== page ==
He said that the ICAR has launched the KIRAN (Knowledge Innovation Repository of Agriculture in the Northeast) platform in July 2012 to harness the power of scientific knowledge and technology innovation for strengthening agricultural production systems in the northeast region through dynamic partnership and convergence among the diverse stakeholders.

“Achieving sustainable food production to feed the increasing population of the fragile land of the region is an enormous challenge. ICAR envisages a unit for agriculture, to ensure an effective and efficient use of knowledge and technology products, promoting innovative approaches and solutions aimed at improving human resource with right knowledge skills in the northeastern region,” he added.(ians)

(Sujit Chakraborty)

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Northeast Not Homogenous But Diverse Grouping of Communities

"The challenge for people like us is to find that space. If at all it still exists," Bakshi concludes

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Nepal
This photograph taken from a helicopter shows an aerial view of Mount Everest in Nepal's Solukhumbu district, some 140 kilometers (87 miles) northeast of Kathmandu, on Nov. 22, 2018. VOA

By Vishnu Makhijani

Some years ago, I was startled at a seminar titled “Seeking our collective peace: The northeast India diaspora looks into solutions for peace and development in the region”. Startled because to me, “diaspora” denoted a group of people voluntarily living outside their homeland.

Then I realised it could be a case of misconstrued semantics because, in the words of Professor Anuradha Chenoy, a former dean at the School of International Studies, Jawaharlal Nehru University, “This meeting was just a start of a long journey, but the most important lesson learned today is that first the Northeast has to be linked together –politically, economically and culturally — before it can positively influence the peace process in the region.”

Cut to the present day agitation against the now-lapsed Citizenship (Amendment) Bill in seven of the eight northeastern states (Sikkim being the exception) and it would seem that the region is pretty much linked together even though there are differences, for instance, on the demand for a Greater Nagaland or the internal squabbles in Manipur, for instance.

Where then, does the faultline lie? It lies within.

“What is called the Northeast is not a homogenous entity. It is rather a diverse grouping of communities — this is mentioned time and again, and is correct, but how it works out on the ground has to be studied as well,” says author-journalist Ankush Saikia in the chapter titled “Man in the Middle” in “Insider Outsider – Belonging and Unbelonging in North-East India” (Amaryllis/pp 244/Rs 399), a compendium of works by 16 writers on various facets of existence within the region.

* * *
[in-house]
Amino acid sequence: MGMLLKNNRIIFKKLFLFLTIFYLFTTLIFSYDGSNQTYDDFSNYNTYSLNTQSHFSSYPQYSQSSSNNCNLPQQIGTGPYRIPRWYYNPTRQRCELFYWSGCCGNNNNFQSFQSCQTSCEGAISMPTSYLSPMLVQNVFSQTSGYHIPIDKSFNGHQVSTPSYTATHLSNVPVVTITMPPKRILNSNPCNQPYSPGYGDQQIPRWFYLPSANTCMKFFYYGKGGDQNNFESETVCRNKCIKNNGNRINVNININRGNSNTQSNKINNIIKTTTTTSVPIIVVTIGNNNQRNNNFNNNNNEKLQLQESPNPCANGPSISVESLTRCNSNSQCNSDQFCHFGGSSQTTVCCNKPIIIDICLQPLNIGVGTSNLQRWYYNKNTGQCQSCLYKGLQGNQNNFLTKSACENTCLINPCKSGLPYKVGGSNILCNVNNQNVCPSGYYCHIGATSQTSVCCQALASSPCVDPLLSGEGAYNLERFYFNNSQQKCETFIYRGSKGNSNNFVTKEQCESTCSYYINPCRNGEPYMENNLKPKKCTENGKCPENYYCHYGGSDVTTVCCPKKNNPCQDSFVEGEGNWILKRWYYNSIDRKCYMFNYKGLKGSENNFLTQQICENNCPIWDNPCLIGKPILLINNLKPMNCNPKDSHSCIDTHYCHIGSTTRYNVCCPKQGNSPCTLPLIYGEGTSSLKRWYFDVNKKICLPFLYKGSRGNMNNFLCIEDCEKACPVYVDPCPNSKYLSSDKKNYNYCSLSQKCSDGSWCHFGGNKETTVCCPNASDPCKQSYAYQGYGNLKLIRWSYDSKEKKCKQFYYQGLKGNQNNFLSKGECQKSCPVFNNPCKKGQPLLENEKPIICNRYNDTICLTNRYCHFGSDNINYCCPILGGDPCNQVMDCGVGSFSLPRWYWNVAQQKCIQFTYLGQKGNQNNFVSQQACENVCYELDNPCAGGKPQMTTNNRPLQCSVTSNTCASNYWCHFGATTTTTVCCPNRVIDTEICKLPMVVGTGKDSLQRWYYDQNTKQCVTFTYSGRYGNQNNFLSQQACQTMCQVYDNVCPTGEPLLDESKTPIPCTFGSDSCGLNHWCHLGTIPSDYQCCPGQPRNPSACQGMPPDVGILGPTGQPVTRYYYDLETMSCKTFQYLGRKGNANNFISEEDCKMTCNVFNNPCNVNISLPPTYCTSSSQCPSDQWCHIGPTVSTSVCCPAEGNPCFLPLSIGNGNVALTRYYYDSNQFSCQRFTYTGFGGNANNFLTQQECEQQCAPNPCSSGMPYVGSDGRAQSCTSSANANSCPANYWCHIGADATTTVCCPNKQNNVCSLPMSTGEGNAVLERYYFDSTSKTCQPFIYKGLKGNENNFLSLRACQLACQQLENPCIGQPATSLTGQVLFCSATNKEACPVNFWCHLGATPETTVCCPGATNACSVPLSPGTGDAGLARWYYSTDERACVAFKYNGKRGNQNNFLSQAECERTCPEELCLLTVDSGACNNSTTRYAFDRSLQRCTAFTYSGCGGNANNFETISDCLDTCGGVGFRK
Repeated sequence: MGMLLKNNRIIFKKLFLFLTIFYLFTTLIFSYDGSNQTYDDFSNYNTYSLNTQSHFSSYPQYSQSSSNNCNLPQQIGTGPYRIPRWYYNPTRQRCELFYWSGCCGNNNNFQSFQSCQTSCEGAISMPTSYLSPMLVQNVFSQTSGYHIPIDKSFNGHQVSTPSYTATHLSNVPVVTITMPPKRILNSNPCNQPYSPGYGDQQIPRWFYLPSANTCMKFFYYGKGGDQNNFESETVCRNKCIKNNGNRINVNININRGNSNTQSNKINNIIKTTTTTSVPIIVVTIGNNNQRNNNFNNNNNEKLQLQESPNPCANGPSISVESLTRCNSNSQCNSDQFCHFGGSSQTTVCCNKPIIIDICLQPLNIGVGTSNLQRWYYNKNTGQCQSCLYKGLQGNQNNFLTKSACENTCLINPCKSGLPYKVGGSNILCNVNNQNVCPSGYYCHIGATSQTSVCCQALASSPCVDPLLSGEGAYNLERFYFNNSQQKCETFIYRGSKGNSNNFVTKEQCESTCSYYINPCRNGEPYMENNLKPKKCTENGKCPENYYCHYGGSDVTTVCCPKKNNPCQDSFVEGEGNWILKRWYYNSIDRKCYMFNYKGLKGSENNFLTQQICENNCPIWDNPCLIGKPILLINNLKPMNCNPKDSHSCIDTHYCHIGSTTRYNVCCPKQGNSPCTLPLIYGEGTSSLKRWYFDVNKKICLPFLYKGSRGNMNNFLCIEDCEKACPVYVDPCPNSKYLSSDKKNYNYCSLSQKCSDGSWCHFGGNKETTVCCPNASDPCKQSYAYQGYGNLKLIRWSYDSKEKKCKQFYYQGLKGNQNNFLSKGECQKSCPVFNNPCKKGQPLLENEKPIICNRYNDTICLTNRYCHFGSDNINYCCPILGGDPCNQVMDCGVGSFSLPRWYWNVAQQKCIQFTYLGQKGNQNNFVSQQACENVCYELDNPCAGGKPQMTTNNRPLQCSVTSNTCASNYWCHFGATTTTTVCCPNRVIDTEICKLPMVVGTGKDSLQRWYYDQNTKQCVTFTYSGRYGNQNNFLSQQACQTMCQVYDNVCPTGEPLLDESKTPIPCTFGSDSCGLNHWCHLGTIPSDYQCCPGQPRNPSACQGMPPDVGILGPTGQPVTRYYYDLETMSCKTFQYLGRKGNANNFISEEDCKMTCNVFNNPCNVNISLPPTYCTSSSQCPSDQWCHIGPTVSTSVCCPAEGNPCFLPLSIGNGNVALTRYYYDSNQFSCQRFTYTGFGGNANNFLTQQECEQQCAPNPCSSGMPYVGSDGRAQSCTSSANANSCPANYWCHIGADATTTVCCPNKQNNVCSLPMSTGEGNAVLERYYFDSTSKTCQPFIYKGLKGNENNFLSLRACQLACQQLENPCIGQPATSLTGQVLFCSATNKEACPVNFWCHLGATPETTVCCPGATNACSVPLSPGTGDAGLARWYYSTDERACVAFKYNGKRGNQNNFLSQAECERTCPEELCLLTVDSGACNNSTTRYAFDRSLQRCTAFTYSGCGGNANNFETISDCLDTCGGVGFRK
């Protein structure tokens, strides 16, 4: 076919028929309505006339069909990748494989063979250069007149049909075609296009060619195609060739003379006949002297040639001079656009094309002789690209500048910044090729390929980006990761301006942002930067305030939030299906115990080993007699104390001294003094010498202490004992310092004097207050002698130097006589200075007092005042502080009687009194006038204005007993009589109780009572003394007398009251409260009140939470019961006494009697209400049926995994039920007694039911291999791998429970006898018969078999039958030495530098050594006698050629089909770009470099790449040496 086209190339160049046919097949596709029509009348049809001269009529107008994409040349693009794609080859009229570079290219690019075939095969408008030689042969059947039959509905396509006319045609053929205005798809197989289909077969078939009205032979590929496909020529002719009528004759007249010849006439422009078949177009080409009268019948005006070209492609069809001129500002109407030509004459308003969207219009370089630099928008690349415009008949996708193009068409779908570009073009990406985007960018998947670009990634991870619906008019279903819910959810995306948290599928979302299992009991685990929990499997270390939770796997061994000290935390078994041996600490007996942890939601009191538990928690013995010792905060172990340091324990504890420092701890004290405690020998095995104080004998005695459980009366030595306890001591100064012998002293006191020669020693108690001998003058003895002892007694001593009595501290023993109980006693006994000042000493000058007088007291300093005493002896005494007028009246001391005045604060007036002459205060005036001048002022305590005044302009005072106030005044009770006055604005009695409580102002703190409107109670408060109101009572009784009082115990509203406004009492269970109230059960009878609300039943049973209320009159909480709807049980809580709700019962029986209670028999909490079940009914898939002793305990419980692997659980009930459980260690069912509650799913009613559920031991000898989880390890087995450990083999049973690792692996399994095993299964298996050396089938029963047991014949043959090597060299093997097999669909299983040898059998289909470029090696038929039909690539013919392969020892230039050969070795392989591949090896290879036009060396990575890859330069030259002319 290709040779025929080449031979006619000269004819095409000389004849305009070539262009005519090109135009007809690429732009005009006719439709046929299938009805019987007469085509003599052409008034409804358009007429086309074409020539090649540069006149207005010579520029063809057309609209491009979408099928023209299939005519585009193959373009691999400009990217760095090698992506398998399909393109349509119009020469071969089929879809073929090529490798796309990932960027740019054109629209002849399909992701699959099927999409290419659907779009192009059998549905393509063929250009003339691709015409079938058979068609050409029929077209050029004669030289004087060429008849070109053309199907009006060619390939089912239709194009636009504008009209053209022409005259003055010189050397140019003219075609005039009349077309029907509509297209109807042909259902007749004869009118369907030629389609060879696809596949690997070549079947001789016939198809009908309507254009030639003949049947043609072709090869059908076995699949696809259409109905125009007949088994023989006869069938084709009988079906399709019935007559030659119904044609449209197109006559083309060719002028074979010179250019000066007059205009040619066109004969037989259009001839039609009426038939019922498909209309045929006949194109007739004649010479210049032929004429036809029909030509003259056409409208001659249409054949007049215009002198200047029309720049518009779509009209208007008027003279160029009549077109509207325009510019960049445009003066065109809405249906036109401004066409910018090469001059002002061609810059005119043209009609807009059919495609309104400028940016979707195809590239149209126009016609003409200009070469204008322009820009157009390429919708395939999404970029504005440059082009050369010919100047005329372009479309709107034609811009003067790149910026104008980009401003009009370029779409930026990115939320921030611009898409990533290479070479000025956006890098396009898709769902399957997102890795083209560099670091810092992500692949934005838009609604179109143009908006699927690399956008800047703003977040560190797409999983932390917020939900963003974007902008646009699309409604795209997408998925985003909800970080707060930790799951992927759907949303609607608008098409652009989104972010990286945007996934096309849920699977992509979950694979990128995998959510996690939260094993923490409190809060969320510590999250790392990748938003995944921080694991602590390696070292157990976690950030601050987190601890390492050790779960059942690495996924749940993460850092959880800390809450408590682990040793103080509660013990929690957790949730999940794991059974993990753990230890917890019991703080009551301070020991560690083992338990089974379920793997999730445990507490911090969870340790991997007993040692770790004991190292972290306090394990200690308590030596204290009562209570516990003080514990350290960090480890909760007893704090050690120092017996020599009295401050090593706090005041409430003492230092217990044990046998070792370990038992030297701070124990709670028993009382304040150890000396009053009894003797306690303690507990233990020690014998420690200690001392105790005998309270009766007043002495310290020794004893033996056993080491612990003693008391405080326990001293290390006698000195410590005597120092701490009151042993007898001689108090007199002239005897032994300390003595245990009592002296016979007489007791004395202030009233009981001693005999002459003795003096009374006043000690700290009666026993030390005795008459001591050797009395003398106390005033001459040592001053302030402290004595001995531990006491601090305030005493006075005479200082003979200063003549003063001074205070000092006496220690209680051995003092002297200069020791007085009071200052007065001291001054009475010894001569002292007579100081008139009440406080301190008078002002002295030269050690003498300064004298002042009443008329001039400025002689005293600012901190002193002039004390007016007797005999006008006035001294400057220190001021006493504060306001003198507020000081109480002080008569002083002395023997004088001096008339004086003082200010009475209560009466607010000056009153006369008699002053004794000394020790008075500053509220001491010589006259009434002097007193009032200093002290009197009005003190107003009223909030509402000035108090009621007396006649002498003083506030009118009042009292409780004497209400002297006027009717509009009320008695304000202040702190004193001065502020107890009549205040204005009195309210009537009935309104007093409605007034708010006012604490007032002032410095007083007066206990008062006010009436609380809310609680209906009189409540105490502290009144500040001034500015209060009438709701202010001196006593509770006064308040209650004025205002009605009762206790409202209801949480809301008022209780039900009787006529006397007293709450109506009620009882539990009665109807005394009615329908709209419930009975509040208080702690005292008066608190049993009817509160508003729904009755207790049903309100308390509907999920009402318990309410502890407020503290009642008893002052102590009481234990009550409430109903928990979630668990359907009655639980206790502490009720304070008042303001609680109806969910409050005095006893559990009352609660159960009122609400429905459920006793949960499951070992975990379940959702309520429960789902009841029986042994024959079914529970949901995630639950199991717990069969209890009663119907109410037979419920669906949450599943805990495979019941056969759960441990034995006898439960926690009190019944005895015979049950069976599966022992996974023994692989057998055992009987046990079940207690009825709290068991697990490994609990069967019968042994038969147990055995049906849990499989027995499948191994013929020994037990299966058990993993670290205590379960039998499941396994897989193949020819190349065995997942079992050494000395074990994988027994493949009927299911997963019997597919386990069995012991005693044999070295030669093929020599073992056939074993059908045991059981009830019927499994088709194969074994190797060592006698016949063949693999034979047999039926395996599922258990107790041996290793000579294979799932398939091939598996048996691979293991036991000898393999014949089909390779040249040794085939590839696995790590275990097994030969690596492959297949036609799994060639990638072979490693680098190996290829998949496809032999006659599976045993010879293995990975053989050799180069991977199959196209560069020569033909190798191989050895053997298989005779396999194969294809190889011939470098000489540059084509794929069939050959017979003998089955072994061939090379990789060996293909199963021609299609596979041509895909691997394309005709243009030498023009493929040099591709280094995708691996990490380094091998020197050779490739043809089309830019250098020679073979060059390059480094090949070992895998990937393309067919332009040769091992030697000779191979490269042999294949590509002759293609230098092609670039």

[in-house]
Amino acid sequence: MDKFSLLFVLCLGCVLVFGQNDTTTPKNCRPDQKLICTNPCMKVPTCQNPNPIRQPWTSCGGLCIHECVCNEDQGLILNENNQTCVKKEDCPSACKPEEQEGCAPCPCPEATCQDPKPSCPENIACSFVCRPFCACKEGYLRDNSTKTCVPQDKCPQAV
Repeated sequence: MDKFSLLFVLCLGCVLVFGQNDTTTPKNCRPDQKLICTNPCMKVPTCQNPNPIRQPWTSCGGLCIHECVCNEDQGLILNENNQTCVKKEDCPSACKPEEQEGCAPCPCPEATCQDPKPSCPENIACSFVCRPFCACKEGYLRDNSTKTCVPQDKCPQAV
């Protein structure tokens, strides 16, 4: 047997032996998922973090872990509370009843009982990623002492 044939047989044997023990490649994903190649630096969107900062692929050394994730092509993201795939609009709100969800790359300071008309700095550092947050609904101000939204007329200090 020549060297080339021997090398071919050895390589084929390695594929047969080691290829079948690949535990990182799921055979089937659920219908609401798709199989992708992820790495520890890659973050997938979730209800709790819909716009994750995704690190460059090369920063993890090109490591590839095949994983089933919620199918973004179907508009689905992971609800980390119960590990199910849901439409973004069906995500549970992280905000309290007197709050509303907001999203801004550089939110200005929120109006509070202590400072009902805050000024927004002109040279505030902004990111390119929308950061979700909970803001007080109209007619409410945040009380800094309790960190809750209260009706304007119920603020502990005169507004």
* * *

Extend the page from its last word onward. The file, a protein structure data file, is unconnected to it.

The creator of the Detective Arjun Arora series of books adopts a rather quaint manner of elaborating on this in the post 1972 scenario when Meghalaya was carved out of Assam and Shillong was no longer the parent state’s capital.

“While in Assam, I was an insider and while in Shillong, I was an outsider, but even there overlaps occurred, as I might be an outsider in certain contexts in Assam, and an insider in certain contexts in Shillong….I think the end result of this was that, again maybe unconsciously, I found it very difficult to chose sides,” Saikia writes.

The Lalung tribe is also known as Tiwa tribe, an indigenous tribal community from northeast India. Wikimedia Commons

And therein lies the rub — a rub that those of my ilk, born in the 1950s realise quite acutely of being neither here nor there.

It raises a fundamental question, as co-editor Preeti Gill, an independent literary agent, puts it in the introduction to the volume.

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“Who is an Indian really? Why are we made to wear our nationality, our identity, on our sleeve? Why are we required to constantly prove ourselves as Indian nationalists, as patriotic citizens? Can we not just be human, people who live together as neighbours , very different, very distinct, but still inhabiting the same space in a peaceable, gracious way,” Gill asks. “It is a reality that in this country, and especially in the hill states of the Northeast, there is no space to be just Indian. One remembers the lines by the Sufi poet Bulleh Shah, who wrote: ‘O Bulle, let’s go to that place/ Where people have not too much intelligence/For there, nobody will ask of our roots and look down upon us/And nor do we desire that they look up to us.’

“The challenge for people like us is to find that space. If at all it still exists,” Bakshi concludes. (IANS)